Sleigh rides are cold adventures

Episode 3 from my Writer’s Studio in the Woods series.

bkfst-1bkfst-2K and I went for a sleigh ride today. Up at 7 for first breakfast — tea and cold cereal. Then we walked a mile to get to the lodge for second breakfast: a plateload of food featuring the chef’s fresh home made bread and his pepper-cured bacon.

It reminded me of Almanzo Wilder’s breakfasts in Farmer Boy, on those winter days in upstate New York that started at 5:00 am and seemed to go on forever.


Each sleigh seats 18, not counting babes-in-arms, or the driver.

A group of over 30 people from Seattle, including nearly a dozen toddlers, joined us after breakfast, and we had enough passengers to fill two sleighs. Jack and Tiny were our horses, each weighing a bit over 2000 pounds (that’s a bit over a ton each). The horses do this route a few times every day through the winter, and they seem to know every downhill and climb along the way. We traveled through woods, on trails often shared with snowmobilers. The driver said the loud engines of trucks and snowmobiles don’t bother the horses, but a chipmunk in a tree can spook them. They’re wired to run from predators, who tend to be silent rather than noisy.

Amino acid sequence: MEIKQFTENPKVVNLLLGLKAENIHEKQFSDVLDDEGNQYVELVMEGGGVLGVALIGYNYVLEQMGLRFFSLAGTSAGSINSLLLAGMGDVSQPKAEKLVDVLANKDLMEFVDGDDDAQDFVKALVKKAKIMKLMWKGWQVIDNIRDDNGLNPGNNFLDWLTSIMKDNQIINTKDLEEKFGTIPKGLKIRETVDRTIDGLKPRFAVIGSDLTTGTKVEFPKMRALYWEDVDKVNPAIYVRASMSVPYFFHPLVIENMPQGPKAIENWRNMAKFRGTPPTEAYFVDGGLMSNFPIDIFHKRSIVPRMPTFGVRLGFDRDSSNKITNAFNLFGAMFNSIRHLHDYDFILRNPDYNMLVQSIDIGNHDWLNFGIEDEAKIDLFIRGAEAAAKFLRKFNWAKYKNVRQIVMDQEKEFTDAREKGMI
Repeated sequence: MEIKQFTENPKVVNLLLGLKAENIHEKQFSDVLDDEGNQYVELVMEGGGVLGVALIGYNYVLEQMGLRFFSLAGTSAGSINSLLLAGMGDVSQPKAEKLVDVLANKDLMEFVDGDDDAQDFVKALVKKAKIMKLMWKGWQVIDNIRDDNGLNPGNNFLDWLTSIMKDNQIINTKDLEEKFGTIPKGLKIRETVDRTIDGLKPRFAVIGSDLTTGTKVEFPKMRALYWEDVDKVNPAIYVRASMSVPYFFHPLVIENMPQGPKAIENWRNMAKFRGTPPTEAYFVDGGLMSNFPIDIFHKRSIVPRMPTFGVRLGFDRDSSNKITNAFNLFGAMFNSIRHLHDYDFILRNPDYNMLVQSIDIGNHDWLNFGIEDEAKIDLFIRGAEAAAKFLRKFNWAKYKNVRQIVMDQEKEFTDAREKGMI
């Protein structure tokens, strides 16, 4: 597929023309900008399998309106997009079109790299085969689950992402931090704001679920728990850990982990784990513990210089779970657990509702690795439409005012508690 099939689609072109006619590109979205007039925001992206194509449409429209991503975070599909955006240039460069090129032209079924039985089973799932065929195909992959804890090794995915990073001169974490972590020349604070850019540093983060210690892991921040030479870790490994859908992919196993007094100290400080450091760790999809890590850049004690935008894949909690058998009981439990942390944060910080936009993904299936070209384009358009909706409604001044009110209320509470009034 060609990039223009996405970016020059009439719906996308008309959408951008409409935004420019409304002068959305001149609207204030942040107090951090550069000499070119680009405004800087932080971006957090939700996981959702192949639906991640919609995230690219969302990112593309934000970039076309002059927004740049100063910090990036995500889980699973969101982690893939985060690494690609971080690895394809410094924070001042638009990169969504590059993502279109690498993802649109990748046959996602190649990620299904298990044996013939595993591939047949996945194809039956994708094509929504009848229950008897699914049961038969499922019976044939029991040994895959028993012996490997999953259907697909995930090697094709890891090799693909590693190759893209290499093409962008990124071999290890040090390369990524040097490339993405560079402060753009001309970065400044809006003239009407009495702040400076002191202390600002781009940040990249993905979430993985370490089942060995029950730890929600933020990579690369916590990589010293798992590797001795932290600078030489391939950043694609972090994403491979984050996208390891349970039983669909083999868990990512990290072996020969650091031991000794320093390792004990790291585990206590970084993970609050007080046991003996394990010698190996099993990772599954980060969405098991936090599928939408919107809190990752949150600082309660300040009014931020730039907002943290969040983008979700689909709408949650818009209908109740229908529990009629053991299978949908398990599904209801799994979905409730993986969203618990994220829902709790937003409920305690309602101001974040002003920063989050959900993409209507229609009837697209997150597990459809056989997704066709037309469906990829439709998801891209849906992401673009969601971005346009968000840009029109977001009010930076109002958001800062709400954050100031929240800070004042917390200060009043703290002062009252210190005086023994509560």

Jack’s on the left, Tiny on the right.

K and I were at the front and learned from the driver that his great-great grandfather had settled in this area in the late 1890s, the nearest supply town a day’s ride by horse and wagon. But now the area is busy with tourists — winter and summer. In fact, as we drove by some hay bales stacked in a yard, the driver said those would be used the next day for an outdoor wedding: the guests would sit on them (although whether during the ceremony or during the celebration afterwards wasn’t clear). The ride took us through woods — pines looming on either side, hills deep in snow in the distance. Once we entered the woods, there was not a building in sight.

cauldronturkeysThe temperature was below 20º F (-7º C), so we were all grateful for a hot cider stop near the end of the ride, where we warmed our hands over a flaming cauldron. Nearby, wild turkeys feasted on grains tossed them by the drivers. The whole experience made me feel I was living in Breughel’s Hunters in the Snow.

I’m glad to be back at the Guild now, in front of the fire, about to head to my dorm and a good book before falling asleep.

About Lizzie Ross

in no particular order: author, teacher, cyclist, world traveler, single parent. oh, and i read. a lot.
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2 Responses to Sleigh rides are cold adventures

  1. chris Arbuckle says:

    Your blogs are a delight.

    Liked by 1 person

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